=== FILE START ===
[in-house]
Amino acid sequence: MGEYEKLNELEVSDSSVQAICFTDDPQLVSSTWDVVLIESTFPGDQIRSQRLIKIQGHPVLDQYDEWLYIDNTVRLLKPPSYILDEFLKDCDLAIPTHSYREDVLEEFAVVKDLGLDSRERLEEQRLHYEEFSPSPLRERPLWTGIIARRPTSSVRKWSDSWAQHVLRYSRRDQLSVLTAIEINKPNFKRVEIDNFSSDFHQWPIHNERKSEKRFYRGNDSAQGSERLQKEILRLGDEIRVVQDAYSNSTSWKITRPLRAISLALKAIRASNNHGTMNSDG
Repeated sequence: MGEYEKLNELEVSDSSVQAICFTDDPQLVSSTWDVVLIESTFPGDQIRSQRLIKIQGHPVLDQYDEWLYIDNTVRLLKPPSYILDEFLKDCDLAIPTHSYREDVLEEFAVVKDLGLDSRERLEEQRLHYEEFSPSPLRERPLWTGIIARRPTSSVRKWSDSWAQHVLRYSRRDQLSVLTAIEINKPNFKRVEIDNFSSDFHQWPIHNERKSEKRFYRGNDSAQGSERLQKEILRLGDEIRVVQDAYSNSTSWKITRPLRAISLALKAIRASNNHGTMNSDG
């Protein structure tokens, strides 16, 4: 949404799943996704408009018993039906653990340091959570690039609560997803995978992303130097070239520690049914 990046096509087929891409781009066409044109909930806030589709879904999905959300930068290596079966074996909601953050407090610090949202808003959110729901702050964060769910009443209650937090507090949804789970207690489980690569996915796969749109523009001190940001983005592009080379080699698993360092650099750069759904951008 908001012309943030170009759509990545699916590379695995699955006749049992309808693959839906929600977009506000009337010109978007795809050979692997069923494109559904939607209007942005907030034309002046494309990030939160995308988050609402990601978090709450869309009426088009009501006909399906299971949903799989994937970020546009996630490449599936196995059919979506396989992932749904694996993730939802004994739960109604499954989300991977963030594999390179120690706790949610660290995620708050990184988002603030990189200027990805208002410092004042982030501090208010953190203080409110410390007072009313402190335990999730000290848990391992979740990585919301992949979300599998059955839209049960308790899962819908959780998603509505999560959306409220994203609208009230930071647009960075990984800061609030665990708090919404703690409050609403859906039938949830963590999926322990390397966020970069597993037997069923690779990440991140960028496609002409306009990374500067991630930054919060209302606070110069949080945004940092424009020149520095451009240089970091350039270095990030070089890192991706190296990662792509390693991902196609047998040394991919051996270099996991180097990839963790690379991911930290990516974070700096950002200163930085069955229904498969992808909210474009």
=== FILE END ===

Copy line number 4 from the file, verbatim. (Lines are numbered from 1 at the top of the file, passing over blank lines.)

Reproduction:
């Protein structure tokens, strides 16, 4: 949404799943996704408009018993039906653990340091959570690039609560997803995978992303130097070239520690049914 990046096509087929891409781009066409044109909930806030589709879904999905959300930068290596079966074996909601953050407090610090949202808003959110729901702050964060769910009443209650937090507090949804789970207690489980690569996915796969749109523009001190940001983005592009080379080699698993360092650099750069759904951008 908001012309943030170009759509990545699916590379695995699955006749049992309808693959839906929600977009506000009337010109978007795809050979692997069923494109559904939607209007942005907030034309002046494309990030939160995308988050609402990601978090709450869309009426088009009501006909399906299971949903799989994937970020546009996630490449599936196995059919979506396989992932749904694996993730939802004994739960109604499954989300991977963030594999390179120690706790949610660290995620708050990184988002603030990189200027990805208002410092004042982030501090208010953190203080409110410390007072009313402190335990999730000290848990391992979740990585919301992949979300599998059955839209049960308790899962819908959780998603509505999560959306409220994203609208009230930071647009960075990984800061609030665990708090919404703690409050609403859906039938949830963590999926322990390397966020970069597993037997069923690779990440991140960028496609002409306009990374500067991630930054919060209302606070110069949080945004940092424009020149520095451009240089970091350039270095990030070089890192991706190296990662792509390693991902196609047998040394991919051996270099996991180097990839963790690379991911930290990516974070700096950002200163930085069955229904498969992808909210474009």